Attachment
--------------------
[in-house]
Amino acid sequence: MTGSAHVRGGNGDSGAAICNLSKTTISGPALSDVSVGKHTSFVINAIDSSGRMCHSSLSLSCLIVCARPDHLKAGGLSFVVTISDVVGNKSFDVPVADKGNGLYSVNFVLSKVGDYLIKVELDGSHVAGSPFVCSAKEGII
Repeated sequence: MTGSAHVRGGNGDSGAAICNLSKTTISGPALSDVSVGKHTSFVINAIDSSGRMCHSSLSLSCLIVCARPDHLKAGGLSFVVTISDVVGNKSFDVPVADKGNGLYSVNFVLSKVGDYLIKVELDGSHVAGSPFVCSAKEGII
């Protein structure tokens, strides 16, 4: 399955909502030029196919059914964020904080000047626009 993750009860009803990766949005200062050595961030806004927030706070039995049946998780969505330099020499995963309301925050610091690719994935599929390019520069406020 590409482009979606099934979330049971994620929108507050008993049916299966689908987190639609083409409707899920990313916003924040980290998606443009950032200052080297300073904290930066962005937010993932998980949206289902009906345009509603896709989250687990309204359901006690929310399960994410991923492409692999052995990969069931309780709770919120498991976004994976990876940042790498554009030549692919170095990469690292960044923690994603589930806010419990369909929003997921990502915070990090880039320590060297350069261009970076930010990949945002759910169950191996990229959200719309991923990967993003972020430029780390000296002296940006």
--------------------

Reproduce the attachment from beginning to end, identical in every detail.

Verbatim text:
[in-house]
Amino acid sequence: MTGSAHVRGGNGDSGAAICNLSKTTISGPALSDVSVGKHTSFVINAIDSSGRMCHSSLSLSCLIVCARPDHLKAGGLSFVVTISDVVGNKSFDVPVADKGNGLYSVNFVLSKVGDYLIKVELDGSHVAGSPFVCSAKEGII
Repeated sequence: MTGSAHVRGGNGDSGAAICNLSKTTISGPALSDVSVGKHTSFVINAIDSSGRMCHSSLSLSCLIVCARPDHLKAGGLSFVVTISDVVGNKSFDVPVADKGNGLYSVNFVLSKVGDYLIKVELDGSHVAGSPFVCSAKEGII
């Protein structure tokens, strides 16, 4: 399955909502030029196919059914964020904080000047626009 993750009860009803990766949005200062050595961030806004927030706070039995049946998780969505330099020499995963309301925050610091690719994935599929390019520069406020 590409482009979606099934979330049971994620929108507050008993049916299966689908987190639609083409409707899920990313916003924040980290998606443009950032200052080297300073904290930066962005937010993932998980949206289902009906345009509603896709989250687990309204359901006690929310399960994410991923492409692999052995990969069931309780709770919120498991976004994976990876940042790498554009030549692919170095990469690292960044923690994603589930806010419990369909929003997921990502915070990090880039320590060297350069261009970076930010990949945002759910169950191996990229959200719309991923990967993003972020430029780390000296002296940006």